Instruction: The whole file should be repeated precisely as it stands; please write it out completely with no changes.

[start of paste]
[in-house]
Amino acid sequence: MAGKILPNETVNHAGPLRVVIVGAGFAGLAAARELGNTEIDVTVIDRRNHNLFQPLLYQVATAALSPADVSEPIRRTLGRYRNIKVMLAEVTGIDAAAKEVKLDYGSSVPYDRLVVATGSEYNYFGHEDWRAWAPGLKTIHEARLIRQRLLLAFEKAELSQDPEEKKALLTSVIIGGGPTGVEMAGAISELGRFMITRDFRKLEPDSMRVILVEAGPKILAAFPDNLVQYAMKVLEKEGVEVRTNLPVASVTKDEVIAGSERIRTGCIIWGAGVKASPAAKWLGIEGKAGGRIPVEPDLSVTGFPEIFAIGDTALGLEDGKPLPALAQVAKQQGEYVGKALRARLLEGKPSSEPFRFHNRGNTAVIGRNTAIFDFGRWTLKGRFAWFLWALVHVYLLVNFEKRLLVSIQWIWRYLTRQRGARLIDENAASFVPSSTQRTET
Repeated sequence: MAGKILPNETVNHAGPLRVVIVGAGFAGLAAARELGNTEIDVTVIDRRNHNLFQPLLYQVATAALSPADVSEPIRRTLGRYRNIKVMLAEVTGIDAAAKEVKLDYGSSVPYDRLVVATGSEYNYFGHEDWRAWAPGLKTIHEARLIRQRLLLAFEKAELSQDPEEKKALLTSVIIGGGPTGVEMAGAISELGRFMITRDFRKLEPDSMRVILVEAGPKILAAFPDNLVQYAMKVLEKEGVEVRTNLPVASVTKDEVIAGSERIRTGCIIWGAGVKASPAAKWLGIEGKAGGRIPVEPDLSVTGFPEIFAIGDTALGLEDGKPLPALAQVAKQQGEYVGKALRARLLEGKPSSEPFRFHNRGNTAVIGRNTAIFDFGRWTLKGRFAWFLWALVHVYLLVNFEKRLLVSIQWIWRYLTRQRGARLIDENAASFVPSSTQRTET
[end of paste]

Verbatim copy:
[in-house]
Amino acid sequence: MAGKILPNETVNHAGPLRVVIVGAGFAGLAAARELGNTEIDVTVIDRRNHNLFQPLLYQVATAALSPADVSEPIRRTLGRYRNIKVMLAEVTGIDAAAKEVKLDYGSSVPYDRLVVATGSEYNYFGHEDWRAWAPGLKTIHEARLIRQRLLLAFEKAELSQDPEEKKALLTSVIIGGGPTGVEMAGAISELGRFMITRDFRKLEPDSMRVILVEAGPKILAAFPDNLVQYAMKVLEKEGVEVRTNLPVASVTKDEVIAGSERIRTGCIIWGAGVKASPAAKWLGIEGKAGGRIPVEPDLSVTGFPEIFAIGDTALGLEDGKPLPALAQVAKQQGEYVGKALRARLLEGKPSSEPFRFHNRGNTAVIGRNTAIFDFGRWTLKGRFAWFLWALVHVYLLVNFEKRLLVSIQWIWRYLTRQRGARLIDENAASFVPSSTQRTET
Repeated sequence: MAGKILPNETVNHAGPLRVVIVGAGFAGLAAARELGNTEIDVTVIDRRNHNLFQPLLYQVATAALSPADVSEPIRRTLGRYRNIKVMLAEVTGIDAAAKEVKLDYGSSVPYDRLVVATGSEYNYFGHEDWRAWAPGLKTIHEARLIRQRLLLAFEKAELSQDPEEKKALLTSVIIGGGPTGVEMAGAISELGRFMITRDFRKLEPDSMRVILVEAGPKILAAFPDNLVQYAMKVLEKEGVEVRTNLPVASVTKDEVIAGSERIRTGCIIWGAGVKASPAAKWLGIEGKAGGRIPVEPDLSVTGFPEIFAIGDTALGLEDGKPLPALAQVAKQQGEYVGKALRARLLEGKPSSEPFRFHNRGNTAVIGRNTAIFDFGRWTLKGRFAWFLWALVHVYLLVNFEKRLLVSIQWIWRYLTRQRGARLIDENAASFVPSSTQRTET